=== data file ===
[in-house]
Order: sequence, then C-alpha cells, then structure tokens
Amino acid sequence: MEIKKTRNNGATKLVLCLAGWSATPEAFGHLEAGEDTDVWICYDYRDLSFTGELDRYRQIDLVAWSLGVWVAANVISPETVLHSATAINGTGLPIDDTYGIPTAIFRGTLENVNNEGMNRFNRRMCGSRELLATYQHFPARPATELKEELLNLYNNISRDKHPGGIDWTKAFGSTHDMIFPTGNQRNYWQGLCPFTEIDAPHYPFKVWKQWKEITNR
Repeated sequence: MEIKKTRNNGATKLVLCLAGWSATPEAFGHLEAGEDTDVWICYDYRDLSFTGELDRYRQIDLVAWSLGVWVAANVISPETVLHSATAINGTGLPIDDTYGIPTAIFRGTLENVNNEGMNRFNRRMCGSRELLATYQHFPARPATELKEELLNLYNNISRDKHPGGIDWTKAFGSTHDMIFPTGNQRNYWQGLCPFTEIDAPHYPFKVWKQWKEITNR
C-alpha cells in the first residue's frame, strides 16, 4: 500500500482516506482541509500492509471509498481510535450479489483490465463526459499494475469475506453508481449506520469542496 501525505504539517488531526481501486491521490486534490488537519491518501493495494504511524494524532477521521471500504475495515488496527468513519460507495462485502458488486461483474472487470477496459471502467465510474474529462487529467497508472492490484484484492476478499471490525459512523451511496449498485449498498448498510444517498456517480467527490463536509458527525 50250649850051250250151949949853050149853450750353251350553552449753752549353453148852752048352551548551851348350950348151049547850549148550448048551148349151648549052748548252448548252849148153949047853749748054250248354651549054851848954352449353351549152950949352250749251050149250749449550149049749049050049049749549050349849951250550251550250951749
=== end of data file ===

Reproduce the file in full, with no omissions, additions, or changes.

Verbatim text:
[in-house]
Order: sequence, then C-alpha cells, then structure tokens
Amino acid sequence: MEIKKTRNNGATKLVLCLAGWSATPEAFGHLEAGEDTDVWICYDYRDLSFTGELDRYRQIDLVAWSLGVWVAANVISPETVLHSATAINGTGLPIDDTYGIPTAIFRGTLENVNNEGMNRFNRRMCGSRELLATYQHFPARPATELKEELLNLYNNISRDKHPGGIDWTKAFGSTHDMIFPTGNQRNYWQGLCPFTEIDAPHYPFKVWKQWKEITNR
Repeated sequence: MEIKKTRNNGATKLVLCLAGWSATPEAFGHLEAGEDTDVWICYDYRDLSFTGELDRYRQIDLVAWSLGVWVAANVISPETVLHSATAINGTGLPIDDTYGIPTAIFRGTLENVNNEGMNRFNRRMCGSRELLATYQHFPARPATELKEELLNLYNNISRDKHPGGIDWTKAFGSTHDMIFPTGNQRNYWQGLCPFTEIDAPHYPFKVWKQWKEITNR
C-alpha cells in the first residue's frame, strides 16, 4: 500500500482516506482541509500492509471509498481510535450479489483490465463526459499494475469475506453508481449506520469542496 501525505504539517488531526481501486491521490486534490488537519491518501493495494504511524494524532477521521471500504475495515488496527468513519460507495462485502458488486461483474472487470477496459471502467465510474474529462487529467497508472492490484484484492476478499471490525459512523451511496449498485449498498448498510444517498456517480467527490463536509458527525 50250649850051250250151949949853050149853450750353251350553552449753752549353453148852752048352551548551851348350950348151049547850549148550448048551148349151648549052748548252448548252849148153949047853749748054250248354651549054851848954352449353351549152950949352250749251050149250749449550149049749049050049049749549050349849951250550251550250951749